Observations: Dual point-guard attack paying off for the Kansas Jayhawks

Kansas’ dual point guard attack is paying major dividends.

Having two capable floor generals on the floor instead of one is generally a more efficient way to manufacture good offense and that’s just what’s happened for the Jayhawks through nine games this season.

Bill Self’s decision to play both Frank Mason and Devonte Graham at the same time has given Kansas another breakdown guy on the floor to get into the teeth of the defense while also providing a way to get Wayne Selden more time primarily on the wing.

The results are undeniable.

Through nine games the Jayhawks are averaging 90.0 points after averaging 71.0 points last season during non-conference play. During that span Mason and Graham have a combined 84 assists to just 19 turnovers.

And Selden?

He’s currently playing the best basketball of his career, averaging 16.6 points while shooting 57.5 percent from the field and 60.0 percent from 3-point range.

Another thing that happens when Kansas plays this duo together?

The Jayhawks now have the luxury of pressuring opposing guards more and funneling them inside to guys like Cheick Diallo and Hunter Mickelson at the rim.

It’s hard to argue with the early results for Kansas (8-1).

Northwestern is a storyline to track moving forward

The bottom seven teams in the Big Ten have a combined record of 39-33 and the rebuilding situations at both Ohio State and Wisconsin have opened the door for someone else to emerge.

Could that be the Wildcats?

Time will tell, but anytime a program that’s never reached the NCAA Tournament possesses a puncher’s chance to make history it makes things intriguing.

Northwestern is currently 9-1 heading into Tuesday’s game against Mississippi Valley State and has three more winnable games (at DePaul, Sacred Heart, Loyola) prior to beginning Big Ten play at Nebraska on Dec. 30.

Chris Collins doesn’t perhaps have as good of a chance to reach the NCAA Tournament as he would have if sophomore wing Vic Law wasn’t lost for the season due to a shoulder injury, but the former Duke shooting guard has proven in two years and change as a head coach that he’s comfortable switching styles.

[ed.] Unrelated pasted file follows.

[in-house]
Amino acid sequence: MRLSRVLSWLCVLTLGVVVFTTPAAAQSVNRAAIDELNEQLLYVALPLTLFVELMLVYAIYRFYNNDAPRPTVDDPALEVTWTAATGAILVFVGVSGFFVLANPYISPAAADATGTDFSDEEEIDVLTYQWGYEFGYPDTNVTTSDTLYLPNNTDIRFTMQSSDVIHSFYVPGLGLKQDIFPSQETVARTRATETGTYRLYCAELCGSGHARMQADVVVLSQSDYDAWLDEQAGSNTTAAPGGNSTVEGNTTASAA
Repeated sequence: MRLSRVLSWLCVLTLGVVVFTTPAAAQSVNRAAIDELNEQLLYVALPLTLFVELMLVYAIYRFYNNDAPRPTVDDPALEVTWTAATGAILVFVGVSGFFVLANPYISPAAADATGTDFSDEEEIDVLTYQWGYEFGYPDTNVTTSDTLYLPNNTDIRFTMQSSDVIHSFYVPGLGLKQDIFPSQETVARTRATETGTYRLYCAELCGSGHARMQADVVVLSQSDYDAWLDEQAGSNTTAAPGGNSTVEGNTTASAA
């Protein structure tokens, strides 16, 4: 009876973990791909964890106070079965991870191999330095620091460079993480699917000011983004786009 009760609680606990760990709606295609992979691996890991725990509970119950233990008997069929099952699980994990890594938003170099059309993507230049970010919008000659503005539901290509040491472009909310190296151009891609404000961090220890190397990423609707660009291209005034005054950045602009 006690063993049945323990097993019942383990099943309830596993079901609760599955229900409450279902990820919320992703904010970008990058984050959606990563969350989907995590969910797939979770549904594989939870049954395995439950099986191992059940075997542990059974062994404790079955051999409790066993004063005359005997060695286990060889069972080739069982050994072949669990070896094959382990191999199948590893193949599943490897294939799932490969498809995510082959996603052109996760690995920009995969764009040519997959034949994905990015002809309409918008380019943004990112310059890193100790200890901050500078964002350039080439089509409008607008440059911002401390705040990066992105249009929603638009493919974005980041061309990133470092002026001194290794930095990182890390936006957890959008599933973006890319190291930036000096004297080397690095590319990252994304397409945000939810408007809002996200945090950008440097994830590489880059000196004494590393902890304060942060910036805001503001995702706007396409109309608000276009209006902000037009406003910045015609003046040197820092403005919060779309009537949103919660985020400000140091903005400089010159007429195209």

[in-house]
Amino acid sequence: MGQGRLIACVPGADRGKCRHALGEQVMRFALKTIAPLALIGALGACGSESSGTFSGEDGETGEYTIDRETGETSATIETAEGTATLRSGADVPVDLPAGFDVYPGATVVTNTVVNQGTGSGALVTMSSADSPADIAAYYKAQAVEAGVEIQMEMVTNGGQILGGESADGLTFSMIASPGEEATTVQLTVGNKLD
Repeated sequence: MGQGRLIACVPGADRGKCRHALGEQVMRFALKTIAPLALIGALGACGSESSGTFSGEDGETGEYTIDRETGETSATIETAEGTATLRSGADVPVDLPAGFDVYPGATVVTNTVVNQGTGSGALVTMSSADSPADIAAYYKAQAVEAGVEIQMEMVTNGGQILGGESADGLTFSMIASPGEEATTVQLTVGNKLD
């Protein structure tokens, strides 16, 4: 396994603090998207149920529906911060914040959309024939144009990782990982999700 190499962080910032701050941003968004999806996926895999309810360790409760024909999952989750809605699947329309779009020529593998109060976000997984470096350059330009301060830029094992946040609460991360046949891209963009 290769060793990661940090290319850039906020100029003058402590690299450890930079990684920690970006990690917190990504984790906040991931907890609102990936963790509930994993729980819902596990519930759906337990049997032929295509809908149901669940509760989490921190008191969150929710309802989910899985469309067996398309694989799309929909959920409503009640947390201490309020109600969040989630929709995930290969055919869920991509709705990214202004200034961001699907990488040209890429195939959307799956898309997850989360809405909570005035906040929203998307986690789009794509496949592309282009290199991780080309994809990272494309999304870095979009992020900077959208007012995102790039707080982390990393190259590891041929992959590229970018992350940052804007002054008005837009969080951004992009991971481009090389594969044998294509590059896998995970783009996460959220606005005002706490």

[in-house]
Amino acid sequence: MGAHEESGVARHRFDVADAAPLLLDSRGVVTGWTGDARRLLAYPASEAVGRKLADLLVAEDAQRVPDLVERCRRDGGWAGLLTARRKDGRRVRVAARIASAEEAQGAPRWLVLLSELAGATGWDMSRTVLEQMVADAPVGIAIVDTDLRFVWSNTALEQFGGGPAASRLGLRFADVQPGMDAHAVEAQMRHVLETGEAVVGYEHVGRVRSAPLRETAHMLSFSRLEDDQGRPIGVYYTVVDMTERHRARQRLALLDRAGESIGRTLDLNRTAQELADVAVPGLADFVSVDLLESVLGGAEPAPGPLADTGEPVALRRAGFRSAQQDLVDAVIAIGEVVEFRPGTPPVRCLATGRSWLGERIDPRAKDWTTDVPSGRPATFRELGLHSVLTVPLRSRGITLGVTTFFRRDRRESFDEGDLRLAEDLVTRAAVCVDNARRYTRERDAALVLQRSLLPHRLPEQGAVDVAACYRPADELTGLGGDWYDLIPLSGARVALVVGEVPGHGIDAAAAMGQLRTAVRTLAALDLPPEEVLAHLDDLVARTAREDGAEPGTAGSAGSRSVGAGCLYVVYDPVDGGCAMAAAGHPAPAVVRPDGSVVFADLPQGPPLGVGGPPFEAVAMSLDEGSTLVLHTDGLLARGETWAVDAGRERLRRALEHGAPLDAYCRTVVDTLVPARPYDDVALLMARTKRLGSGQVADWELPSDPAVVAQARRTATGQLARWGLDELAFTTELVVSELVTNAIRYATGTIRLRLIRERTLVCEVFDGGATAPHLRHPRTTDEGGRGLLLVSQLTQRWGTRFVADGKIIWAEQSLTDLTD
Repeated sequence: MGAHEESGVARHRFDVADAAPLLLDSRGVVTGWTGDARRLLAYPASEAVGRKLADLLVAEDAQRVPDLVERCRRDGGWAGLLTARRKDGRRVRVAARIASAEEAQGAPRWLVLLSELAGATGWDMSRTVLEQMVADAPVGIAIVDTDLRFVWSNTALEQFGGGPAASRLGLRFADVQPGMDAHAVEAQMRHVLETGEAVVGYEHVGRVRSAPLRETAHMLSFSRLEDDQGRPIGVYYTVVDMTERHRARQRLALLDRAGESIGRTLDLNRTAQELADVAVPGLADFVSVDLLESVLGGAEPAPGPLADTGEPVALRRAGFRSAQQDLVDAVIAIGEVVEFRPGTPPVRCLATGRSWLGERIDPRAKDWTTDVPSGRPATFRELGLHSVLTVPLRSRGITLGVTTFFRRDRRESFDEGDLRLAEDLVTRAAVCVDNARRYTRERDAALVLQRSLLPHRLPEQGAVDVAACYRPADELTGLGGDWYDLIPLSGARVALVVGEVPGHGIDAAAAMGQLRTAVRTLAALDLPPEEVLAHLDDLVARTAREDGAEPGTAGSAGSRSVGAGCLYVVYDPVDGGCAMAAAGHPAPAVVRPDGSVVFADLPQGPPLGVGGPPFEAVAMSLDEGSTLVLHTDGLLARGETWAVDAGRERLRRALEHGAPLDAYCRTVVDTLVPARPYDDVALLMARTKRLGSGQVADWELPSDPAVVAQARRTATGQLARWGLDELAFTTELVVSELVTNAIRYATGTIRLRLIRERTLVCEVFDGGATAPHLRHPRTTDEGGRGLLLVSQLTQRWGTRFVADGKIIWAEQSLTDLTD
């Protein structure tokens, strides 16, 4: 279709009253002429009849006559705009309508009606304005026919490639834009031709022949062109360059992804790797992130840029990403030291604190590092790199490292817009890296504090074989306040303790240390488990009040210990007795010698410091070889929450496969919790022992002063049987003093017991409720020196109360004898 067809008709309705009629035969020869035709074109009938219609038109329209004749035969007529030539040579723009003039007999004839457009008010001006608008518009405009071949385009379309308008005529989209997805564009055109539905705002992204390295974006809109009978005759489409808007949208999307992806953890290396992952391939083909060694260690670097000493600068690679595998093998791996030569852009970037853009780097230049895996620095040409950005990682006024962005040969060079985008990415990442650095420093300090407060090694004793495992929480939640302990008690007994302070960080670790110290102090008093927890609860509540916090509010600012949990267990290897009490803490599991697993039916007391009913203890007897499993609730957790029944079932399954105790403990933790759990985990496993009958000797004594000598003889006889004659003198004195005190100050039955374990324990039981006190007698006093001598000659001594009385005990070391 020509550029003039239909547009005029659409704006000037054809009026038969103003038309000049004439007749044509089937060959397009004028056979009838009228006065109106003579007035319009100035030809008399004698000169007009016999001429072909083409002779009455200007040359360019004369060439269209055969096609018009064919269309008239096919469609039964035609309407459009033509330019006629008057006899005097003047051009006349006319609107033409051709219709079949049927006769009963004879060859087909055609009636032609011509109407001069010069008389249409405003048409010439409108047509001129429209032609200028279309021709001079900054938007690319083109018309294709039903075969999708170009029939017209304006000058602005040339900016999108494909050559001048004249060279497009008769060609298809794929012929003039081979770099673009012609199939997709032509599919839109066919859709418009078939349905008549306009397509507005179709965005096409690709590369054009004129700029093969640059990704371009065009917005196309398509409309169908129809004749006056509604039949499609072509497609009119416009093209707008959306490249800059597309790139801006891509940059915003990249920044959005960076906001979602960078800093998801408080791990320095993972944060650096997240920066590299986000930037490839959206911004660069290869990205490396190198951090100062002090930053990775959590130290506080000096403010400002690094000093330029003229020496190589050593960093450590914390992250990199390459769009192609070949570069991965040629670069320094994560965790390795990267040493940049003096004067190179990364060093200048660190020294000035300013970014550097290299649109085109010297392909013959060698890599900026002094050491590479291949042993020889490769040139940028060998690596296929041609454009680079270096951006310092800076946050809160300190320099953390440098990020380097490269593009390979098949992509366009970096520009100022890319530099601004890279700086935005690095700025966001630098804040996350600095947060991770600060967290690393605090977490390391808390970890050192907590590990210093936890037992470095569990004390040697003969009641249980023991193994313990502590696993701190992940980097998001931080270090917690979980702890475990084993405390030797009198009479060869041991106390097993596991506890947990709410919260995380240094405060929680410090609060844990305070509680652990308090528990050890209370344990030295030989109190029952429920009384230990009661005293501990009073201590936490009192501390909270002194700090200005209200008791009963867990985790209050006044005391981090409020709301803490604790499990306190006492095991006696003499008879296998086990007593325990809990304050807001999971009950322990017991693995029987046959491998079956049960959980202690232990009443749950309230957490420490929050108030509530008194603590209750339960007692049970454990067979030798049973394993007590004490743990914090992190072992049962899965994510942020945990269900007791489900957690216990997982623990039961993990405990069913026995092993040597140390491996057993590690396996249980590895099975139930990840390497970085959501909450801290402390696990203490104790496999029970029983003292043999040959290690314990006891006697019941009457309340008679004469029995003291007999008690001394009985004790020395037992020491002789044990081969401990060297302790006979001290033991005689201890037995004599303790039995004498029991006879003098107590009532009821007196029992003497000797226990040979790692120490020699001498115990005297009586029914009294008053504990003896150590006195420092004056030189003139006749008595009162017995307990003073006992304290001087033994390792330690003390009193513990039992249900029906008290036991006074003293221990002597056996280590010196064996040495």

Collins has the Big Ten’s most underrated back court in Bryant McIntosh and Tre Demps, a few quality role players, and a team that’s shooting 40.2 percent from 3-point range.

The Wildcats haven’t beaten anyone of major substance yet, but they have a legitimate chance to enter their league at 12-1 in a year in which the middle of the conference has gotten closer to the bottom.

It will be real interesting to see how this all plays out in Evanston over the next few months.

The Big East has risen nationally

Any new version of a conference is going to be dissected until it has several teams play deep into the NCAA Tournament, but the Big East has really elevated its perception over the first month of the season.

This league’s 10 teams have a combined 77-20 record as of today and the conference currently has five teams — Villanova, Xavier, Butler, Georgetown and Providence — that all resemble the fabric of a program that could advance in the NCAA Tournament.

Meanwhile Marquette, Seton Hall and Creighton all appear to be postseason teams and St. John’s — the team picked to finish last in the conference — upset Syracuse on Sunday at Madison Square Garden.

Has the new version of the Big East arrived from a national perspective?

It certainly feels like it.

This Just In

Oregon’s Tyler Dorsey (knee) and Dwayne Benjamin (ankle) are both doubtful for Tuesday’s game against UC Irvine, Dana Altman told CBS Sports.

Wake Forest’s Codi Miller-McIntyre (foot) will make his season debut against UNC-Greensboro on Tuesday, Danny Manning told CBS Sports.

SMU’s Semi Ojeleye will redshirt during the upcoming season, sources told CBS Sports. He will have two years of eligibility remaining.